The original impetus behind this project was my love of the Golden Age, public domain character Crimebuster, and a desire to continue his comic book adventures. It wasn’t far into the development process, though, that I realized I need to create a new partner for Chuck to work with, which is how I ended up creating the all-new character Trixie Trouble.
I thought it might be interesting to take a look at the character creation and development process from start to finish, so in this first installment, I’ll look at the reasons behind the creation of Trixie Trouble and how I slowly drilled down to the character I have now, and who will be making her debut in The Crimebusters #120.
Though it ran for 117 issues over 14 years, there were surprisingly few recurring characters in the pages of Crimebusters series in Boy Comics. There was Crimebuster himself, and his sidekick Squeeks the monkey. There was also the district attorney Loover, Chuck’s mentor, and the villain Iron Jaw, Chuck’s arch enemy.
And… that’s it, until Chuck went off to school in #107. At that point, writer Charles Biro introduced a whole new group of supporting characters in the form of other students at Curtiss Tech. Stu was Chuck’s new best friend and roommate, Jabbo was the new archenemy, an Iron Jaw toned down for the college set. And there was also a sporadic love interest name Annie, who appeared in a whopping three issues. That, however, also made her the only recurring female character in the entire series history.
When I began developing the story that would eventually, after years of work, morph into The Crimebusters #120, I felt the biggest problem was actually Squeeks. Now, don’t get me wrong, I love Squeeks. But there were three big issues with Squeeks:
1. First and most obviously, Squeeks is a monkey, which means he doesn’t talk. This means when Chuck is working out cases, he can monologue at Squeeks, but he can’t have a conversation, which severely limits the writing options. I felt Chuck needed someone not just to talk to, but someone who would be able to challenge him (more on this in the next installment), and that’s not Squeeks.
2. Secondly, as a monkey, and Chuck’s pet, Squeeks is inherently subordinate to Crimebuster. I felt that what Chuck needed, though, was a true equal and partner rather than a sidekick. Squeeks is always going to be a sidekick — a great one, but a sidekick nonetheless.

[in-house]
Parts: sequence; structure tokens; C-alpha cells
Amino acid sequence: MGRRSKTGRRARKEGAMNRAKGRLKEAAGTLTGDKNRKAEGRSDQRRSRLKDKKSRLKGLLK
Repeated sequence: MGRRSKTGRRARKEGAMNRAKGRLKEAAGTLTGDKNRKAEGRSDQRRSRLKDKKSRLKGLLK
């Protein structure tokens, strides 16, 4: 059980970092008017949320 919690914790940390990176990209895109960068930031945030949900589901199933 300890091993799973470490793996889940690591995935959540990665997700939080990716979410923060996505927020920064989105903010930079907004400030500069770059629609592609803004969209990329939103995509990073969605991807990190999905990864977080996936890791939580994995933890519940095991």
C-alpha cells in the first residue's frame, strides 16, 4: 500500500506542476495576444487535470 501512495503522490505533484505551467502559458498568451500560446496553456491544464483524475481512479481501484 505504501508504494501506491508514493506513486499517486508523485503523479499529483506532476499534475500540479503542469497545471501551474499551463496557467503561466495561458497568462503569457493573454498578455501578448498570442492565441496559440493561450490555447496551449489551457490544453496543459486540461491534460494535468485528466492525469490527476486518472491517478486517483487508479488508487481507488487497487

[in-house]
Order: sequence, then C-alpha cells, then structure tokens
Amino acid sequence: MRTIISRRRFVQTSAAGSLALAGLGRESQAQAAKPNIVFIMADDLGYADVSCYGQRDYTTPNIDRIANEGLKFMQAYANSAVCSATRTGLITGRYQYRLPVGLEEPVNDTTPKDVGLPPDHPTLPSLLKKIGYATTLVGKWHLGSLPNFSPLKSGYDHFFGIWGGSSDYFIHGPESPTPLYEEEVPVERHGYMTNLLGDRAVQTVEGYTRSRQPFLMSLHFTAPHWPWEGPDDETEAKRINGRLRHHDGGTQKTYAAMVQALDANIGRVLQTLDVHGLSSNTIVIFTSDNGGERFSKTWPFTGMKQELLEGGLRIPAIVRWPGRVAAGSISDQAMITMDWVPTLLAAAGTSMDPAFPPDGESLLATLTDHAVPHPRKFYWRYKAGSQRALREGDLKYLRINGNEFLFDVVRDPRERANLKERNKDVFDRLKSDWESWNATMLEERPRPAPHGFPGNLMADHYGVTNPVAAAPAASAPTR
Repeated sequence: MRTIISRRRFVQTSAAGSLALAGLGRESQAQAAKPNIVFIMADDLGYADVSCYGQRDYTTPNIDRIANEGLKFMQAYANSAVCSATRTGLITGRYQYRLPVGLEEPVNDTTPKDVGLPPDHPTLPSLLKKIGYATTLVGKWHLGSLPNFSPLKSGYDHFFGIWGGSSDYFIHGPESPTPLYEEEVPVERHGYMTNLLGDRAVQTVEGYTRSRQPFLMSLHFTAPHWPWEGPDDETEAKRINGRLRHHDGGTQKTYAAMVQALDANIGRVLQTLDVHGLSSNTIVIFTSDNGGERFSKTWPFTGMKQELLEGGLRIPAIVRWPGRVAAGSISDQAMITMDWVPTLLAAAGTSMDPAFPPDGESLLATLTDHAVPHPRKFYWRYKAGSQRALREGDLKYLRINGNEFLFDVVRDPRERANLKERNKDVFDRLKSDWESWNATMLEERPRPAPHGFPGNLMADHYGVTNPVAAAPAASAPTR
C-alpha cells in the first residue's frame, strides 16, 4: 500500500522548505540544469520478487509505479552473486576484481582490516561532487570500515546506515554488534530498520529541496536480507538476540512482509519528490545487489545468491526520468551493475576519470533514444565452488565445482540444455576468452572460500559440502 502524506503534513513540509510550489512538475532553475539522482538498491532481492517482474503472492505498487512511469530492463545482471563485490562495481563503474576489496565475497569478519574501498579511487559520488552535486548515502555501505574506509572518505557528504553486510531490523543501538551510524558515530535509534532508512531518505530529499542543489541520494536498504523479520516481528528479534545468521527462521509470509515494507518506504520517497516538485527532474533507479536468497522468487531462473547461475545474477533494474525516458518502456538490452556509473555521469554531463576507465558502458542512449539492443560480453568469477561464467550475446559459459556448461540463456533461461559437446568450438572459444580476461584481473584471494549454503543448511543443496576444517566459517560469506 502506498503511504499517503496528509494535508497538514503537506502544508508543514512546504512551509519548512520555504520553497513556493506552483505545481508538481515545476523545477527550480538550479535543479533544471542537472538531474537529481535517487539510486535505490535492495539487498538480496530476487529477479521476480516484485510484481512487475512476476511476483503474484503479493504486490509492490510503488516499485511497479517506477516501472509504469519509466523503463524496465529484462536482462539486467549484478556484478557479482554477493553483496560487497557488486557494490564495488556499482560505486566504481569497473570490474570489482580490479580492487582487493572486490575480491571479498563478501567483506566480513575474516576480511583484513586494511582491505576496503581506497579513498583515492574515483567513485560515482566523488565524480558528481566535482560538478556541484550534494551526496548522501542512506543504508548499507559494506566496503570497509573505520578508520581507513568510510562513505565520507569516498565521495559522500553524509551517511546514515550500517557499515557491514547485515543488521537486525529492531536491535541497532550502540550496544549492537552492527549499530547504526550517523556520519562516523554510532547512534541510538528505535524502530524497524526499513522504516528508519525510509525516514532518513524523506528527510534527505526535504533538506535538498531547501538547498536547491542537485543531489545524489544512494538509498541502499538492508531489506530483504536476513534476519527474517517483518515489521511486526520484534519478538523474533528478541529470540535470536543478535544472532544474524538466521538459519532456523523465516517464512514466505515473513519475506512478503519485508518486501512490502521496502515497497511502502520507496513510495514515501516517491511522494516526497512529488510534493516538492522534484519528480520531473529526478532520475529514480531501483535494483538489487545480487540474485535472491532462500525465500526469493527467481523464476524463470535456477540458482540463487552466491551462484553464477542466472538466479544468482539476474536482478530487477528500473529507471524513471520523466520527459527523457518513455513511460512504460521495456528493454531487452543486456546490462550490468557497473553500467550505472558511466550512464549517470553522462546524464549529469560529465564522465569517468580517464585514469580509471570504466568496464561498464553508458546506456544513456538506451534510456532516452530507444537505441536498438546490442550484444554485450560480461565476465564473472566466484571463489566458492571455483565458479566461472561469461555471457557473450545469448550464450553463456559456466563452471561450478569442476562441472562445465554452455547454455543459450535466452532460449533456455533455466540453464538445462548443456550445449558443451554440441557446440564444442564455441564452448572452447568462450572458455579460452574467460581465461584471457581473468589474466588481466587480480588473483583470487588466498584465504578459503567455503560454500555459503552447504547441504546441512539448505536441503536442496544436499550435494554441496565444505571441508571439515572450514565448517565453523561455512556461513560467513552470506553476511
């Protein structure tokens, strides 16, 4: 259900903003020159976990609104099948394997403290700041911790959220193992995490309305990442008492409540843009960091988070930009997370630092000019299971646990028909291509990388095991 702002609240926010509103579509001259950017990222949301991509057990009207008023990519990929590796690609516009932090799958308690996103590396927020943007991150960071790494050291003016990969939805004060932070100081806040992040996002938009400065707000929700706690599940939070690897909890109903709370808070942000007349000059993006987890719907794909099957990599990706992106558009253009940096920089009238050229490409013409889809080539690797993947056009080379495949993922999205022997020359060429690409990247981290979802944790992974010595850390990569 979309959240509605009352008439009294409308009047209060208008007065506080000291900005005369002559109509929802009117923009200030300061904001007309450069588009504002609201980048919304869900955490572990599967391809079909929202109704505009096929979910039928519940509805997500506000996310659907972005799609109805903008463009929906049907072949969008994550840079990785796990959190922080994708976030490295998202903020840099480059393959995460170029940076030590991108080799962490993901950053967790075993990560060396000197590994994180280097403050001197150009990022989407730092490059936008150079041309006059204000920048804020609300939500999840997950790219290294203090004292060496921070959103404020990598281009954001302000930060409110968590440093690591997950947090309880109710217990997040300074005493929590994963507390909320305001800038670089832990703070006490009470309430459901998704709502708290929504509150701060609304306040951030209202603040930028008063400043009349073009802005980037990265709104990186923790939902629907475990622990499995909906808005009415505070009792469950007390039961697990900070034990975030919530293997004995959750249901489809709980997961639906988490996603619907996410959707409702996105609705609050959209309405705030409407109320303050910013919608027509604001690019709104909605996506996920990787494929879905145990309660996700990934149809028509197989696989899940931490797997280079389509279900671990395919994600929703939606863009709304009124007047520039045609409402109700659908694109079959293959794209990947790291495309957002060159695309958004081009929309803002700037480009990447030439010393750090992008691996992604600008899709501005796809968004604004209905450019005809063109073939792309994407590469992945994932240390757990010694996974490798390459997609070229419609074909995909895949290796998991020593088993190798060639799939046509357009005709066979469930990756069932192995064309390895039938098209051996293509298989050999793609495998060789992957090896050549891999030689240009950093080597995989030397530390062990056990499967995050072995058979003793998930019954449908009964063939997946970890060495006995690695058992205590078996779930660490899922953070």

3. Finally, my choice to pick up the original continuity presented a problem, because Squeeks was essentially written out of the series when Chuck went to Curtiss Tech. He does appear in a couple Curtiss Tech stories, but for the most part, he’s absent, which makes sense: the school isn’t likely to let a student keep a pet monkey in the dorm. If I wanted to use Squeeks, I’d have to really come up with a weird rationale to have him around.
Once I ruled out Squeeks, it was also pretty easy to rule out Stu. Stu doesn’t have the same problems as Squeeks; Stu is an equal to Chuck, he can talk, and he’s at Curtiss Tech. But he has a different problem Squeeks does not have: Stu is boring as hell. I do have plans for Stu that I think will prove interesting, but he just didn’t fit.
With all those factors in mind, I settled on the idea of creating a female counterpart to Chuck. I felt this worked thematically very well. By the end of his series, Chuck was firmly operating in the classic teen detective genre, and that is filled with great female characters like Nancy Drew, Trixie Belden, Veronica Mars, and many more. It also filled a major gap in the storytelling. Annie, god bless her, was about as nondescript as possible in her handful of appearances. Boy Comics, after all, was aimed at boys, and didn’t really consider girls much.
That doesn’t appeal to me, though. I wanted a strong female character, a detective who could match Chuck as an equal partner. Someone who could stand on equal footing as a main character in her own right. My story, I realized, would need to be as much about her as about Chuck.
And once I realized this, the parameters for actually creating Trixie became clearer. With Chuck, after all, I had a known quantity. After reading 117 issues worth of Crimebuster stories, I had a good idea of his personality, strengths, and weakness. For narrative and dramatic reasons, I needed to create a character who offered something different — who had different strengths, different weaknesses, different quirks. Someone who could challenge Chuck, and vice versa.
But she couldn’t just exist as a compliment or foil to Chuck — she had to be interesting enough in her own right to pique curiosity, command attention and carry the narrative. She had to feel like she had her own 14-year backstory of adventures and experiences.
In classic comic book terms, this had to feel like Power Man and Iron Fist teaming up for the fist time: two leading characters who just happen to work even better together.
The process of designing that personality, and the process of designing Trixie’s look, are things I will explore in the next installment.